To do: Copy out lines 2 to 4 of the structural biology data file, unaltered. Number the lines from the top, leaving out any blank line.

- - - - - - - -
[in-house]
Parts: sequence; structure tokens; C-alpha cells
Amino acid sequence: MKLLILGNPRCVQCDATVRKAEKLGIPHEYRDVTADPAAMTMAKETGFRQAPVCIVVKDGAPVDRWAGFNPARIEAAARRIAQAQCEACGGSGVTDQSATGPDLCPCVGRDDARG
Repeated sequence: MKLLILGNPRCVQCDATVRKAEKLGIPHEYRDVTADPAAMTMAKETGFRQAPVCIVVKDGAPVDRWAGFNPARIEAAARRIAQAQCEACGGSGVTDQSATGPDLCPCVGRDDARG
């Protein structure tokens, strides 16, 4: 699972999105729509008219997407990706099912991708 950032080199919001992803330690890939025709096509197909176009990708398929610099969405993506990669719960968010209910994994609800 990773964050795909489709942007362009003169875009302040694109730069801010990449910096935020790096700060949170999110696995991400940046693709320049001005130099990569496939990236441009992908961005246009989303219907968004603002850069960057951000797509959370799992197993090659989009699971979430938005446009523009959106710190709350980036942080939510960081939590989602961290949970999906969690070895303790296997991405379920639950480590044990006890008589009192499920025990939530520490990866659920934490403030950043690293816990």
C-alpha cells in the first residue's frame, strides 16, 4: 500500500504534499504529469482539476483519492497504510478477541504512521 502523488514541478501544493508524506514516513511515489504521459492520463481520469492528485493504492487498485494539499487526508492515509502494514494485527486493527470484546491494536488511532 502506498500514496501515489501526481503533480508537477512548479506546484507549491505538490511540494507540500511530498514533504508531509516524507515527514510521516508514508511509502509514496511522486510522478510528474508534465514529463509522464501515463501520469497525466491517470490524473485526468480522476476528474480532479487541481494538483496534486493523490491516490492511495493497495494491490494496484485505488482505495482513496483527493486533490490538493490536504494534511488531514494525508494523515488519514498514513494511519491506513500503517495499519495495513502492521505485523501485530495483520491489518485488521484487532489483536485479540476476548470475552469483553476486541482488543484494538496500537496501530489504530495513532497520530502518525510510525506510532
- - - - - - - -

Parts: sequence; structure tokens; C-alpha cells
Amino acid sequence: MKLLILGNPRCVQCDATVRKAEKLGIPHEYRDVTADPAAMTMAKETGFRQAPVCIVVKDGAPVDRWAGFNPARIEAAARRIAQAQCEACGGSGVTDQSATGPDLCPCVGRDDARG
Repeated sequence: MKLLILGNPRCVQCDATVRKAEKLGIPHEYRDVTADPAAMTMAKETGFRQAPVCIVVKDGAPVDRWAGFNPARIEAAARRIAQAQCEACGGSGVTDQSATGPDLCPCVGRDDARG